Since Thanksgiving Day is almost here, I thought it would be fun to look at the history of Thanksgiving and how turkeys became the focal point.
Every year for Thanksgiving, there are around 46 million turkeys eaten across the U.S. But how did this come to be? Why do we eat turkey on Thanksgiving?
At the first Thanksgiving celebration in 1621, there are accounts by Edward Winslow mentioning the wildfowl at the feast. But Thanksgiving wasn’t deemed a national holiday until 1863 when Lincoln declared it one.
There’s a reason the annual Thanksgiving 5K is called a Turkey Trot. That is what they used to call the turkey walks where the turkey drovers would take their turkeys to market. Turkeys are a strange bunch because on these journeys if they went through heavily wooded areas, the shade from the trees would make the turkeys think it was nighttime and they would stop for the night according to Kathleen Karr who wrote The Great Turkey Walk.
There were other foods at the “first Thanksgiving” such as other birds like ducks or geese, mammals such as deer, and corn in various forms which is where we get all of our sidedishes. But those too have changed over the years. Green bean casserole, stuffing, pumpkin pie, and cranberry anything are all common side dishes found on the table. One thing that has stayed the same is the corn. Some variety of corn seems to always grace the table.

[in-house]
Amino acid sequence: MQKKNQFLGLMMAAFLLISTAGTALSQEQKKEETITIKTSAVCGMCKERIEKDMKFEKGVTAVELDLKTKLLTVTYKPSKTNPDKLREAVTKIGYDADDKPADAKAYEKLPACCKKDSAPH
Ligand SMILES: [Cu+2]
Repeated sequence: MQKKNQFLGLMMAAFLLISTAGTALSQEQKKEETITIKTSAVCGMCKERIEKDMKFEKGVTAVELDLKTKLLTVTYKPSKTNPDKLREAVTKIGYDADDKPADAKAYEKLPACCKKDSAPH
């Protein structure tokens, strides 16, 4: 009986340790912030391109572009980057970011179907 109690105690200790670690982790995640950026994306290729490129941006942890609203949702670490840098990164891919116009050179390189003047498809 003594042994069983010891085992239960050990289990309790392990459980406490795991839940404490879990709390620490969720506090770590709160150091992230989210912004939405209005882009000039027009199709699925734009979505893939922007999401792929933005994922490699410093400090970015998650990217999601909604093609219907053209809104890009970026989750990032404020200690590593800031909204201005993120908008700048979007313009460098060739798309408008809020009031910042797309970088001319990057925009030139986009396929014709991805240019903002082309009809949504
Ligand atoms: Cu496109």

Some attribute eating turkey on Thanksgiving to Sarah Josepha Hale’s description of a Thanksgiving feast in her 1827 novel Northwood. It describes a Thanksgiving feast in New England as having a roasted turkey. Her goal wasn’t exactly to have more turkey eaten but to have a celebration to bring the country together as it was on the brink of civil war.
As it seems, even with research, the link between Thanksgiving and turkey seems to stem from many different places. That’s the thing with history, sometimes it’s straight forward but other times it’s a bit controversial. Either way, at least 46 million turkeys are eaten across the U.S. and if you’re someone who likes the tradition, you’re in luck because it doesn’t seem to be going anywhere.